New Massachusetts Law Substantially Restricts Employee Non-Compete Agreements
Today, August 10, 2018, Massachusetts Governor Charlie Baker signed into law a comprehensive economic development act which amends the Massachusetts General Laws Chapter 149 to create a new Section 24L, which will impose substantial new restrictions on employers’ use of non-compete agreements.
What Constitutes a “Non-Competition Agreement” Under the New Law?
Lawyers and human resources professionals frequently refer to extensive employment agreements encompassing multiple restrictive covenants as “non-competes.” The new law, however, only applies to certain types of non-competition agreements.
In fact, the law clarifies that it does not apply to many types of typical restrictive covenants entered into between employers and employees, such as: (1) agreements not to solicit or hire employees or not to solicit or do business with customers, clients, or vendors of the employer; (2) invention assignment agreements; (3) agreements by the employee not to reapply for employment; and (4) non-disclosure or confidentiality agreements.
In addition, the law expressly excludes others types of agreements, such as:
- non-competes entered into in connection with the sale of a business, sale of substantially all of the operating assets of a business, or in connection with the disposal of the ownership interest of a business or partnership where the individual is a significant owner, member or partner, and where he or she will receive significant consideration from the sale;
- non-competes outside of the employment relationship; and
- forfeiture agreements (i.e., an agreement that imposes an adverse financial consequence on a terminated employee, regardless of whether the employee engages in competitive activity).
Employers should note that the law also excludes non-competes entered into in connection with the separation from employment, but only if the employer expressly gives the employee seven business days to rescind acceptance.
Non-Competes Will Not Be Enforceable Against Certain Employees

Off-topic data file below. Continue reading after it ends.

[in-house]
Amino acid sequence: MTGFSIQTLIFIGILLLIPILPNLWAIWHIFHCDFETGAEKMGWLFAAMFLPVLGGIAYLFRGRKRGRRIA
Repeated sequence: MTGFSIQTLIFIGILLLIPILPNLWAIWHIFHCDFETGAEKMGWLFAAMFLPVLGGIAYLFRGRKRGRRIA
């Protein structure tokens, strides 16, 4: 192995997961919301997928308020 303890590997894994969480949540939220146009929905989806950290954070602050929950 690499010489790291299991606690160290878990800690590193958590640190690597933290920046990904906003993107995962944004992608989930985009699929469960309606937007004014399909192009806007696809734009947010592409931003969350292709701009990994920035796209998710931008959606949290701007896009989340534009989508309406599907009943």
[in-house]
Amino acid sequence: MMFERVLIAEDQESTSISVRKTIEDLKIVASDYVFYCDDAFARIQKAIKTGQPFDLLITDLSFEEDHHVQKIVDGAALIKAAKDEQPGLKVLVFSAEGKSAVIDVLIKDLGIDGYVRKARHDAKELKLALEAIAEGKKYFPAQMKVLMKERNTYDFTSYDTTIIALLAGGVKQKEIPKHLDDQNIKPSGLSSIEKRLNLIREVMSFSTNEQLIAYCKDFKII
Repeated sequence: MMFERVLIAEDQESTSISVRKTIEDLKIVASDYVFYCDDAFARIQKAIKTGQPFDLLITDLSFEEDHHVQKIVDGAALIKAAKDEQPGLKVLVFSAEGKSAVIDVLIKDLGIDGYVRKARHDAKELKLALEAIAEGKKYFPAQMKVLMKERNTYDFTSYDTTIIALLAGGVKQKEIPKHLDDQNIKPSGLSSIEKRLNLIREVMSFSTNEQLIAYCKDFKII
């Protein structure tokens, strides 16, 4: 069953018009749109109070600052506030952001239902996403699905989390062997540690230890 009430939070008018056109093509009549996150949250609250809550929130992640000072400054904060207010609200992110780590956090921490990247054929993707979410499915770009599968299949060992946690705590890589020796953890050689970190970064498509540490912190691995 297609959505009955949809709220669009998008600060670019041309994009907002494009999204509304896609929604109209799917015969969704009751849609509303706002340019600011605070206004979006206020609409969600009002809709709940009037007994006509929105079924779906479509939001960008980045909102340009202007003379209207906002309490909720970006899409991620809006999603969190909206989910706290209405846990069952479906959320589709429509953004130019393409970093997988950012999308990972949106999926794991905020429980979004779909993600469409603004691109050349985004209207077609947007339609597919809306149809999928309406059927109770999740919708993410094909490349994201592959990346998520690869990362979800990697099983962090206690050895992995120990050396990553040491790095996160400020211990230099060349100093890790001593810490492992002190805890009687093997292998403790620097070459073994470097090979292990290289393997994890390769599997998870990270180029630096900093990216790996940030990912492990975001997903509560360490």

The new law also exempts certain categories of employees from enforceability, including:
- employees classified as non-exempt under the Fair Labor Standards Act (i.e., low wage employees);
- undergraduate or graduate students participating in an internship or other short-term employment relationship;
- employees who have been terminated without cause or laid off; and
- employees who are 18 years old or younger.
With the exception of these four categories of employees, the other provisions of the new non-compete law apply not only to traditional employees, but also to independent contractors as defined by Chapter 148B.
In addition, because non-competes will not apply to employees who have been terminated without cause or laid off, use of non-competes at the time of termination, as discussed above, will only be enforceable against employees who are voluntarily leaving the company or who have been terminated for cause.
Non-Competes Will Not Be Enforceable Unless Minimum Requirements Are Met
With this enactment, non-competes that do not comply with the following requirements will no longer be enforceable.
- New Hires. The agreement must be in writing, signed by both the employer and the employee, expressly state that the employee has the right to consult with counsel prior to signing, and be provided to the employee on the earlier of either a formal offer of employment or 10 business days before the commencement of employment.
- Existing Employees Not Facing Termination. The agreement must be in writing, signed by both the employer and the employee, expressly state that the employee has the right to consult with counsel prior to signing, be supported by fair and reasonable consideration independent from the continuation of employment, and be provided to the employee at least 10 business days before the agreement is to be effective.